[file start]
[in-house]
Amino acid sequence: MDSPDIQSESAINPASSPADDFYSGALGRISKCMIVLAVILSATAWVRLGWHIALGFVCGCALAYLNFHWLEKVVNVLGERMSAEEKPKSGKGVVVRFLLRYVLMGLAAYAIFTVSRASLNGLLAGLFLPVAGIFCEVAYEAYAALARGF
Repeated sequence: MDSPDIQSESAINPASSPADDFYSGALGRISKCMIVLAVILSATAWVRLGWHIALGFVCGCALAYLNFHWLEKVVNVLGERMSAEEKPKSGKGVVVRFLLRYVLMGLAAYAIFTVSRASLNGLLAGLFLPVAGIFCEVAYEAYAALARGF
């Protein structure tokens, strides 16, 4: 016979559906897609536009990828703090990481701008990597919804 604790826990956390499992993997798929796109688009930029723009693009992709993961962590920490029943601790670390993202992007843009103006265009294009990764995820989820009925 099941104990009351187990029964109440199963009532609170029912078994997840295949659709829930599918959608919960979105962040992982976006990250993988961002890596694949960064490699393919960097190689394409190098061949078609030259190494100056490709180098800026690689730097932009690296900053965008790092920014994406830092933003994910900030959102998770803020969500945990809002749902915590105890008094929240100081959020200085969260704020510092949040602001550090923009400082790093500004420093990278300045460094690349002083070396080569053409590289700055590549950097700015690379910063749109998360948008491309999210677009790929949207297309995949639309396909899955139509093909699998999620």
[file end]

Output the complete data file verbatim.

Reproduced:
[in-house]
Amino acid sequence: MDSPDIQSESAINPASSPADDFYSGALGRISKCMIVLAVILSATAWVRLGWHIALGFVCGCALAYLNFHWLEKVVNVLGERMSAEEKPKSGKGVVVRFLLRYVLMGLAAYAIFTVSRASLNGLLAGLFLPVAGIFCEVAYEAYAALARGF
Repeated sequence: MDSPDIQSESAINPASSPADDFYSGALGRISKCMIVLAVILSATAWVRLGWHIALGFVCGCALAYLNFHWLEKVVNVLGERMSAEEKPKSGKGVVVRFLLRYVLMGLAAYAIFTVSRASLNGLLAGLFLPVAGIFCEVAYEAYAALARGF
């Protein structure tokens, strides 16, 4: 016979559906897609536009990828703090990481701008990597919804 604790826990956390499992993997798929796109688009930029723009693009992709993961962590920490029943601790670390993202992007843009103006265009294009990764995820989820009925 099941104990009351187990029964109440199963009532609170029912078994997840295949659709829930599918959608919960979105962040992982976006990250993988961002890596694949960064490699393919960097190689394409190098061949078609030259190494100056490709180098800026690689730097932009690296900053965008790092920014994406830092933003994910900030959102998770803020969500945990809002749902915590105890008094929240100081959020200085969260704020510092949040602001550090923009400082790093500004420093990278300045460094690349002083070396080569053409590289700055590549950097700015690379910063749109998360948008491309999210677009790929949207297309995949639309396909899955139509093909699998999620």